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To illustrate this behavior for multiple values of , we define the following piecewise function.
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If is large, then a graph of will show a point at for that value of . If is "not large" then a graph of will show the value of
We can control the evaluation points for a graph of if we define the uniform random variable via
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then create a uniform but random sample of values that includes the integers in the interval .
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The graph of in Figure 2 shows that virtually all evaluations of are large in magnitude.
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Figure 2 Stylized graph of for

However, it also suggests that for integer . For noninteger , is unbounded so that the bounded solutions of Legendre's equation
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will be the eigenfunctions with
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(6.2.1) 
an integer. Hence, the eigenvalues will be
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that is, The first few eigenfunctions are
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which are the Legendre polynomials normalized so that These polynomials are graphed in Figure 3.
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Figure 3 The Legendre polynomials

That the function reduces to the polynomial for can be seen from the following calculations.
For noninteger , we first obtain the formal power series expansion of via
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then extract the general term in the first series with
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The pochhammer symbol
or "rising factorial" for complex generalizes to
for complex If is a nonpositive integer, then
Making this transformation and setting in the general term of the first series for gives the general coefficient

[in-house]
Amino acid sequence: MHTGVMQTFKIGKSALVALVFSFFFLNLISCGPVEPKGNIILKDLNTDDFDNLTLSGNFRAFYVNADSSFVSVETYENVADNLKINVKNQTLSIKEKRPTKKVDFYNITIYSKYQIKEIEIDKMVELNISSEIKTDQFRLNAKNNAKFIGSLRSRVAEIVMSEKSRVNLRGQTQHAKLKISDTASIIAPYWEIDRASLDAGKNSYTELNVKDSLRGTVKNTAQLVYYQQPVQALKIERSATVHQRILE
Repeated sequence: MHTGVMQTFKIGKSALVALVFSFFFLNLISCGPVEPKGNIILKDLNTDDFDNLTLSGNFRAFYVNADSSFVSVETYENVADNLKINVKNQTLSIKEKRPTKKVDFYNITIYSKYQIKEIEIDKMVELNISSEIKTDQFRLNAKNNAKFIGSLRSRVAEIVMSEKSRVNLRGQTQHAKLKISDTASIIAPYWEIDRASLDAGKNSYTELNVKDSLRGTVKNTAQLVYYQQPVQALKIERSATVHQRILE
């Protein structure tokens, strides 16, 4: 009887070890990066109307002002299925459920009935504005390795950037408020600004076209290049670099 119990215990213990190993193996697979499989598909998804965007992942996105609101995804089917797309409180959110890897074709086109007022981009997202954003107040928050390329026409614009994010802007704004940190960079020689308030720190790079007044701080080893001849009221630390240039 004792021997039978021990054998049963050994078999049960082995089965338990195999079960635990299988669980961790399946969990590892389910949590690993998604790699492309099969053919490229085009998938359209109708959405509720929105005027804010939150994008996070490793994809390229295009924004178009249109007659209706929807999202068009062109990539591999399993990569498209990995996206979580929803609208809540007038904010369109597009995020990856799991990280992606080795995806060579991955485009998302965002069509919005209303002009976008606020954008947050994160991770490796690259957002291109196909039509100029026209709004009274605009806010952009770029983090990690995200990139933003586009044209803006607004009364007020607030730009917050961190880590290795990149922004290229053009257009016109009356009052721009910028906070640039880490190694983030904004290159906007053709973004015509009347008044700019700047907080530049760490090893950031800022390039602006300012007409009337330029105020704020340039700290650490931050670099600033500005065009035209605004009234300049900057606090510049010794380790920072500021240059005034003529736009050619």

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For large this coefficient is asymptotic to
suggesting that is unbounded since the series under consideration will behave like the harmonic series at . We can confirm this behavior by comparing the general coefficient with for large . In the limit we find the ratio tends to
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which is finite for not an integer. To see that for integer the series for reduces to a polynomial, examine the recursion formula for its coefficients. This is most efficiently obtained in Maple via
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from which it becomes clear that when Hence, Therefore, is a polynomial of degree for .
Orthogonality of the Eigenfunctions
The classical proof of the orthogonality of the eigenfunctions of Legendre's equation is based on integration by parts. The selfadjoint form of the equation, namely,
is written once for an eigenfunction and once for The first equation is multiplied by and the second, by , and the difference of the two products is integrated over . Integration by parts is applied to the terms containing the derivatives, which then vanish as we can see from the following sketch. Integrals of the terms containing the derivatives can be written as
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Integration by parts and subtraction then lead to
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What remains is If the eigenvalues and are different, then which implies orthogonality of and .
Thus, for as we see for via the matrix of evaluations below.
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From this matrix we also infer that , a result Maple cannot show in general, as we see from